Return to the Remodeling Forum | Post a Follow-Up

 o
Double Floor Joists = Load Bearing Wall?

Posted by rebel222 (My Page) on
Mon, Jun 20, 11 at 10:22

I am about to undertake a remodel job, and my wife wants me to remove a wall between the kitchen and dining room?

The wall that she wants to remove runs parallel to the floor joists; however, there are 2 floor joists under this wall. They are not butted against each other, but they are 3-4" apart. Does this mean that this wall is load bearing?

The floor joists span a fairly long distance (~15'), so I am curious if they are just doubled to support the additional weight of a wall.

Thanks for your help.


Follow-Up Postings:

 o
RE: Double Floor Joists = Load Bearing Wall?

You are correct in thinking that a load bearing wall would normally have a beam in the floor supporting it larger than double joists but you should figure out how the floor and walls above are supported before proceeding.


 o
RE: Double Floor Joists = Load Bearing Wall?

There are several variables in your situation.When was it built and what were the codes , if any , at the time. Codes change and I can tell you that in this state my 50 yr old could not be built today. Do a little leg work , make a determination of how this house was framed,top to bottom, develop a simple sketch and take it to a lumber yard. I say lumber yard (not a box store) because more than likely they will have professionals that can advise you. There are many factors involved that I won't go into.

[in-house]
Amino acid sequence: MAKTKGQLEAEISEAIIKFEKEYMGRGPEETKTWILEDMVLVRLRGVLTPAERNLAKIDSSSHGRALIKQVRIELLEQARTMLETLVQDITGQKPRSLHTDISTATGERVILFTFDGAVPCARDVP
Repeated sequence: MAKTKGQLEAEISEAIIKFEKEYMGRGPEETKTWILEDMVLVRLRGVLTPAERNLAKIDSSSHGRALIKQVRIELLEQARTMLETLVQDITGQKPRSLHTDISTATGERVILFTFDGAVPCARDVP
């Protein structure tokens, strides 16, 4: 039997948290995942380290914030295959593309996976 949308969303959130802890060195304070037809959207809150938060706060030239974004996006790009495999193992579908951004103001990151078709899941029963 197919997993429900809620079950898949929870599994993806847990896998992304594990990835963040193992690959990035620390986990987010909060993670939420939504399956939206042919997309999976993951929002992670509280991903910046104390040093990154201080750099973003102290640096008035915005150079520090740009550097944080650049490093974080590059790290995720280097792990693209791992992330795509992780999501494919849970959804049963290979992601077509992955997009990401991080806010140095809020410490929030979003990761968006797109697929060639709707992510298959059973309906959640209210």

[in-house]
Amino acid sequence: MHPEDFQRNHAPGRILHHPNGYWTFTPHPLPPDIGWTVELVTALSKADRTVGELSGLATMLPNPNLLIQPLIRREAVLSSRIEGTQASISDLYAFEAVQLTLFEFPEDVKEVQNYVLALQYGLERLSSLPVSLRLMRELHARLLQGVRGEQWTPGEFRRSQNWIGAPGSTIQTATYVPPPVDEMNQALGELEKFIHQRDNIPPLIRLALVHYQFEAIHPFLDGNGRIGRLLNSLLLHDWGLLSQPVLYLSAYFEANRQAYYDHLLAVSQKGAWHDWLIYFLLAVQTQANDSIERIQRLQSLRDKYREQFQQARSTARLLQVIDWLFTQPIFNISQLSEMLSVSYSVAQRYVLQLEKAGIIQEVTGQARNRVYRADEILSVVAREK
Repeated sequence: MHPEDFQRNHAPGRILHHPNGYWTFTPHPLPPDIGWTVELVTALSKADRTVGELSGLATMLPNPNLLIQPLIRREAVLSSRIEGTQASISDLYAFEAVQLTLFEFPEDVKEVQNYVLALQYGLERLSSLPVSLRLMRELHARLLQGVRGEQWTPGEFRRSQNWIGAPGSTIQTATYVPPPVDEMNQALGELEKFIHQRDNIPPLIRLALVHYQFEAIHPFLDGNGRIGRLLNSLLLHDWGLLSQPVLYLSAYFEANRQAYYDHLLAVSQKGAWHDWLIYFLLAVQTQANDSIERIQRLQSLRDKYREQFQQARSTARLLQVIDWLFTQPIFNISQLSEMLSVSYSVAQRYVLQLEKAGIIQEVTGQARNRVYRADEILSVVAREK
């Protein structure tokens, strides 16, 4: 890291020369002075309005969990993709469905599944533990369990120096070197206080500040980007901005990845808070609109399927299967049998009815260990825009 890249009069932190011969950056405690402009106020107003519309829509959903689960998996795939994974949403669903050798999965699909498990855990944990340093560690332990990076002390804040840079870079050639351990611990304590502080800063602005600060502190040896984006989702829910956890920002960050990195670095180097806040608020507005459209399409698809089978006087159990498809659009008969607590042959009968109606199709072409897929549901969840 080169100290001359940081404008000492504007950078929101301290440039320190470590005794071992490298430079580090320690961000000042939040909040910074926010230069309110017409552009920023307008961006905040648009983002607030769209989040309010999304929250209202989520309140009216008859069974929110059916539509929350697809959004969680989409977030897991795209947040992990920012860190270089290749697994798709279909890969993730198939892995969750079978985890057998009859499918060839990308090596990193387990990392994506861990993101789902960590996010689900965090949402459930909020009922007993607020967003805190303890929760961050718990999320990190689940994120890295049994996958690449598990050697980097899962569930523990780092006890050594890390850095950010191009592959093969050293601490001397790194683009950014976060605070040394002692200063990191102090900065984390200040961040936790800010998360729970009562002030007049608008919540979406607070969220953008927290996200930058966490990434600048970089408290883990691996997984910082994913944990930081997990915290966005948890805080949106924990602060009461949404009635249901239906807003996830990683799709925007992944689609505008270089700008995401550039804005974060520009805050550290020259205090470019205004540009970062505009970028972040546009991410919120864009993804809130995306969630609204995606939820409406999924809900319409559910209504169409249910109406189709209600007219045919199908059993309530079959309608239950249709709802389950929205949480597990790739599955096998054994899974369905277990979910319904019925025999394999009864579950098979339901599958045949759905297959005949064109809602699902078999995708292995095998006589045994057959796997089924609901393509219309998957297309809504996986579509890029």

Also be aware that this wall may contain plumbing and wiring. I love my wife but and some of her ideas, but her technical understanding and skills are nil.


 o
RE: Double Floor Joists = Load Bearing Wall?

A word of caution: don't take structural advice from anyone who has not actually visited your house and investigated the framing system or from someone without structural knowledge or make any assumptions based on when the house was built or what code was in effect. An experienced architect, engineer or builder should be able to figure it out with a minimum of demolition.


 o Post a Follow-Up

Please Note: Only registered members are able to post messages to this forum.

    If you are a member, please log in.

    If you aren't yet a member, join now!


Return to the Remodeling Forum

Information about Posting

  • You must be logged in to post a message. Once you are logged in, a posting window will appear at the bottom of the messages. If you are not a member, please register for an account.
  • Posting is a two-step process. Once you have composed your message, you will be taken to the preview page. You will then have a chance to review your post, make changes and upload photos.
  • After posting your message, you may need to refresh the forum page in order to see it.
  • Before posting copyrighted material, please read about Copyright and Fair Use.
  • We have a strict no-advertising policy!
  • If you would like to practice posting or uploading photos, please visit our Test forum.
  • If you need assistance, please Contact Us and we will be happy to help.


Learn more about in-text links on this page here